Ann Hecht's The Art of the Loom: Weaving, Spinning and Dyeing Across the World contained more information about spinning than I expected.
I would certainly quit saying rakestraw spinner and say maguey spinner as in Hecht's book instead, if only I knew how to pronounce the word.
There are many photos in the book from Nepal, Peru, the American Southwest, and Nigeria that show outdoor looms that look like permanent setups, not something you'd fold up and bring inside. I've come to the conclusion that low rainfall is an asset for weavers. This is a terrible realization for someone like me who comes from a temperate rain forest dripping with drizzle and moss.
Most of the examples of world culture textiles I had seen before. A large amount of the weaving information was more advanced than I want to be at this point, so I glossed over it and caught a small idea about how and why these distinctive textiles are the way they are.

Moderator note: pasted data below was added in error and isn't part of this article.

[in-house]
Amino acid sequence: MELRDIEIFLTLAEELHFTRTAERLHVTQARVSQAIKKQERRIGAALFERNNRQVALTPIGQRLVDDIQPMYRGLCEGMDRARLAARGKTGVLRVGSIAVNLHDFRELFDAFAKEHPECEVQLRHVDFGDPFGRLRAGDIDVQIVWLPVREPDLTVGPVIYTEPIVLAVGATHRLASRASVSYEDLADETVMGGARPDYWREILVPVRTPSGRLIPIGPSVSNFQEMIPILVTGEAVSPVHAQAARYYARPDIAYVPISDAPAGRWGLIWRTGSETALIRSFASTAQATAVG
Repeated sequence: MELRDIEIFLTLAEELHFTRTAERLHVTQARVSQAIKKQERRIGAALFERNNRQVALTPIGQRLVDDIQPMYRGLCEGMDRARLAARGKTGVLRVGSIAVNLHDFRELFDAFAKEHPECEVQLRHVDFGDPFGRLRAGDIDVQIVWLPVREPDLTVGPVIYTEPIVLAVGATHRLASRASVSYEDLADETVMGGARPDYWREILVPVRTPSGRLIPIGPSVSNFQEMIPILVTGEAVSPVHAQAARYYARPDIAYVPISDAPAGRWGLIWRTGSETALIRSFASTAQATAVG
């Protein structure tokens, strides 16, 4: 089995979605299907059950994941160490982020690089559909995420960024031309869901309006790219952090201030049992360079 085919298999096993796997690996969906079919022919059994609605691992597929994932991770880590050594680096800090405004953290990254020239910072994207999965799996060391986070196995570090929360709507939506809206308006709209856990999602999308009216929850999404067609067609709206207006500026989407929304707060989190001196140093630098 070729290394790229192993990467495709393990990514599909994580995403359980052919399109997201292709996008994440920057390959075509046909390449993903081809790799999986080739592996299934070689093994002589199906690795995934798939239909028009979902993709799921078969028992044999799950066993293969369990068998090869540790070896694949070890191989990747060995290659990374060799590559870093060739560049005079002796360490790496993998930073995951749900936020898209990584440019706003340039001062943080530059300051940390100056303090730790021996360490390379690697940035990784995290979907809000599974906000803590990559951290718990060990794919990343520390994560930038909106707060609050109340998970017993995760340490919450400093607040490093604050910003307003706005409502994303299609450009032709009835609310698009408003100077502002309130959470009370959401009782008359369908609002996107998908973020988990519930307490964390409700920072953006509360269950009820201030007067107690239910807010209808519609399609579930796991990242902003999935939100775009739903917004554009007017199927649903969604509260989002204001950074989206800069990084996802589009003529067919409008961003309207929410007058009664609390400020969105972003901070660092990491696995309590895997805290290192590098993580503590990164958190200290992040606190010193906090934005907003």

It was interesting to read about Middle Eastern tent making. The photo on page 62 shows an amazing ground loom in Israel that stretches away into the distance. There is thick shaggy yarn in natural colours, pegs, and weavers beams propped up on seriously solid rocks. The cloth beam sits right on the dirt.
1 Samuel 17:7 compares Goliath's (as in David and Goliath) spear shaft to a weaver's beam to describe how much larger this spear was than ordinary. Looking at Hecht's photo, I finally understand the sense of scale.
Paul went to see them [Aquila and Priscilla], and because he was a tentmaker as they were, he stayed and worked with them.Acts 18:2b,3 NIV